Trastuzumab emtansine prolongs disease-free survival in HER2-positive breast cancer

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Key findings:

1.       Trastuzumab emtansine (T-DM1), an antibody-drug conjugate, prolonged disease-free survival compared to lapatinib plus capecitabine in HER2-positive breast cancer.

2.       T-DM1 had less severe toxicity than lapatinib plus capecitabine.

Primer: A monoclonal antibody against human epidermal growth factor receptor 2 (HER2), trastuzumab (Herceptin), prevents progression and increases overall survival in patients with metastatic HER2-positive breast cancer. Patients who fail therapy with trastuzumab, an anthracycline, and a taxane are treated with lapatinib and capecitabine (LC). Trastuzumab-emtansine (T-DM1) is a conjugate of the monoclonal antibody to a cytotoxic microtubule inhibitor. The drug was developed based on the theory the antibody would allow targeted intracellular delivery of the toxin, increasing the therapeutic effect while decreasing adverse effects. Based on promising Phase 2 results, the authors conducted the EMILIA trial, reported in today’s New England Journal of Medicine.

Further reading:

1.       Hudis, CA. Trastuzumab — Mechanism of Action and Use in Clinical Practice. N Engl J Med 2007;357:39-51

The [prospective] study: EMILIA was a randomized, open-label trial of 991 patients with nonresectable locally-advanced or metastatic HER2-positive breast cancer who had disease progression after previous treatment with a taxane and trastuzumab. They were randomized to LC (496 patients) or T-DM1 (495 patients), and stratified based on region, number of prior chemotherapy regimens, and visceral vs. non-visceral disease. The primary endpoint was progression-free survival assessed by an independent reviewer, based on modified RECIST criteria.

Median progression-free survival was 9.6 months for the T-DM1 group and 6.4 months for the LC group (hazard ratio for all-cause mortality or progression: 0.65, p <0.001) in an intention to treat analysis. A second interim analysis added to the trial design after the first interim analysis (median follow up 19 months) found a median survival of 30.9 months vs. 25.1 months (hazard ratio, 0.68).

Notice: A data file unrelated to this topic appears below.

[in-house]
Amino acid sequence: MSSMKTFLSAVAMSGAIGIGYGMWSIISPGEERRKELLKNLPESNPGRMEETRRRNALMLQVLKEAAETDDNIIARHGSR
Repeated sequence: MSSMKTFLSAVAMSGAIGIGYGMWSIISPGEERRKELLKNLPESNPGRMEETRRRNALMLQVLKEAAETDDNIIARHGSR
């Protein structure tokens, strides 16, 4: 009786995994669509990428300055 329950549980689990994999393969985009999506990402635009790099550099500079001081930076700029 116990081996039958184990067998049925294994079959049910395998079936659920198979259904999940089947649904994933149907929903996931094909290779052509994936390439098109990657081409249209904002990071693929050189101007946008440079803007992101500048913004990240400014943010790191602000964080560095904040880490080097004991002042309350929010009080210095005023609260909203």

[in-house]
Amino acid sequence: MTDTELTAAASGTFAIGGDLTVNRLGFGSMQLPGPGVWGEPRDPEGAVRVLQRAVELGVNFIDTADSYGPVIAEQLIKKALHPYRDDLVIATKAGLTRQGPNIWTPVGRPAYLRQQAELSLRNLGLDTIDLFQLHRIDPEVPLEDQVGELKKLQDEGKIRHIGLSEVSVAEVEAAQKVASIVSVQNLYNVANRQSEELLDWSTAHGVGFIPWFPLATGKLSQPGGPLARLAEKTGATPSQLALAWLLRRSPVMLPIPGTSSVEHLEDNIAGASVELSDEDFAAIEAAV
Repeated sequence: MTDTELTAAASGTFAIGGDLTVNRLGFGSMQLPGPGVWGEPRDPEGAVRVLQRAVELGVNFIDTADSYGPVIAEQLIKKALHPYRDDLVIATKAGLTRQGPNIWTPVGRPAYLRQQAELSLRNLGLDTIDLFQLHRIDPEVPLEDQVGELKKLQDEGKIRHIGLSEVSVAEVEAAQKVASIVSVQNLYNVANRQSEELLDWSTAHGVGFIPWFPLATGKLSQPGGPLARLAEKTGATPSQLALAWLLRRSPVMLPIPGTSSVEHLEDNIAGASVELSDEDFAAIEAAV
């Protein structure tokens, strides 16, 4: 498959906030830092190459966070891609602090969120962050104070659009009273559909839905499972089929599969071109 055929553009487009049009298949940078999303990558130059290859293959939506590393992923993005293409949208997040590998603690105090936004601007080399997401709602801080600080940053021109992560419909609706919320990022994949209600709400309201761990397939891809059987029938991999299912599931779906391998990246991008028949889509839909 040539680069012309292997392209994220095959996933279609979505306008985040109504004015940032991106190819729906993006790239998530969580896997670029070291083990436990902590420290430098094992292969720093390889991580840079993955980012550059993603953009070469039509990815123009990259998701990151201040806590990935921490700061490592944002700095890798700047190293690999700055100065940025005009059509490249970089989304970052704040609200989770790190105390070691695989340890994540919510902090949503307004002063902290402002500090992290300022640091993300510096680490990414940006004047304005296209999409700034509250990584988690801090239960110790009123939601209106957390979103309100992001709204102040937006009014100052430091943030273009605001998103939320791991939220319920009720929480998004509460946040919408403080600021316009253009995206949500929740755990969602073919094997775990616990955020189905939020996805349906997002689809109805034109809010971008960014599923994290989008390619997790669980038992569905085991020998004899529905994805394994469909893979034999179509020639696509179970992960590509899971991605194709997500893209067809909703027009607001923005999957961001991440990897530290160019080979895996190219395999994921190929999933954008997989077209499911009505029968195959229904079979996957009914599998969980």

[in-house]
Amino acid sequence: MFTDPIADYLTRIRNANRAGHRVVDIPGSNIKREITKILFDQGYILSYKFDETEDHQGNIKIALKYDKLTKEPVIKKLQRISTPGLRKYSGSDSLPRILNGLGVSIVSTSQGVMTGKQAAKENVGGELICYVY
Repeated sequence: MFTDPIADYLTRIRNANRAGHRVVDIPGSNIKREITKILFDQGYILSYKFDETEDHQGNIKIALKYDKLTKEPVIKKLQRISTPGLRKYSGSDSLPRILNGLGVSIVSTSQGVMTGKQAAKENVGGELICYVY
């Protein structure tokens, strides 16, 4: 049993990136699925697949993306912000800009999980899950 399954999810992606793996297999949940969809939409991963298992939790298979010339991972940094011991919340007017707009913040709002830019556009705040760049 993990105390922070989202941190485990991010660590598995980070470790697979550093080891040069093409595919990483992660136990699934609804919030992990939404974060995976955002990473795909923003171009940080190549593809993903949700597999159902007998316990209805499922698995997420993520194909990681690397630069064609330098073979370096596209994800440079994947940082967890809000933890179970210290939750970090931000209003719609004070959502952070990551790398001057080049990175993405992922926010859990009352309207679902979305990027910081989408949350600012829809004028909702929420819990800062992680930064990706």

The most common grade 3 or 4 adverse effects were diarrhea (20.7%) and palmar-plantar erythrodysesthesia (16.4%) in the LC arm, and thrombocytopenia (12.9%) and elevated AST (4.3%) in the T-DM1 arm. Adverse events were common in both groups (97.7% and 95.9%, respectively), and “serious” adverse events (not defined) occurred in 18.0% of the LC arm and 15.5% of the T-DM1 arm.

In sum: Trastuzumab-emtansine represents a new category of targeted cancer therapies. This Phase 3 trial provides compelling evidence for the compound as a therapy to improve progression-free survival and overall survival in patients with HER2-positive breast cancer resistant to first-line therapy.

Although there were fewer grade 3 or 4 adverse events (57.0% vs. 40.8%) in the T-DM1 arm, adverse events were common in both arms, and there may be a reporting bias in both the severity and frequency of adverse events in an open-label trial. EMILIA was sponsored by F. Hoffman-La Roche/Genentech. Sponsor representatives were involved in the trial design, and the first draft was written with the assistance of a medical writer paid by the sponsors.

Click to read in NEJM

Written by AS

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